In this paper I reflect upon encounters with ‘young people’s participation’ during ethnographic research on girlhood and sexual agency with teenage girls in Tanzania. I argue that methodology which centralises participants’ experiences is particularly important in research on issues related to sex and sexuality, where young people’s voices are often disregarded or downplayed. However, such an approach might run up against a number of practical challenges. This paper draws on fieldwork conducted in two sites during 2014 and 2015 to show that attention to the networks of relationships within which young people are embedded and the structural conditions which might generate or obstruct sexual agency is essential for research which seeks to promote their meaningful participation.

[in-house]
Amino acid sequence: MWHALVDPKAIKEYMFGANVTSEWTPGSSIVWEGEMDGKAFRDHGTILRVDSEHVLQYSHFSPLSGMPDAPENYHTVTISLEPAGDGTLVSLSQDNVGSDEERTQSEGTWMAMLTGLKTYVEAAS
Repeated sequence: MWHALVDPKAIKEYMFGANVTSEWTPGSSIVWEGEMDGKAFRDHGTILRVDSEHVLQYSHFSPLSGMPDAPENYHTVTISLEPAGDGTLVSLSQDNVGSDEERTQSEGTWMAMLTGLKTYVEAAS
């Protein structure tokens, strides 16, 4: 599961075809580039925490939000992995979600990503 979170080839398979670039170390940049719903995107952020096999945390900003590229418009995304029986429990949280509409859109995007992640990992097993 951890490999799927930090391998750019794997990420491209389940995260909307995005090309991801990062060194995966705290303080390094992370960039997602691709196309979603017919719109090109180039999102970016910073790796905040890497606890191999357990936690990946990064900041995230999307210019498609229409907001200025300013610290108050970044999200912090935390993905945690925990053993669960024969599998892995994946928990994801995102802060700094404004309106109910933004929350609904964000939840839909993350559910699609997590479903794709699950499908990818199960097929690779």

- international development
- participatory methods
- young people
ASJC Scopus subject areas
- Social Psychology
- Geography, Planning and Development
- Sociology and Political Science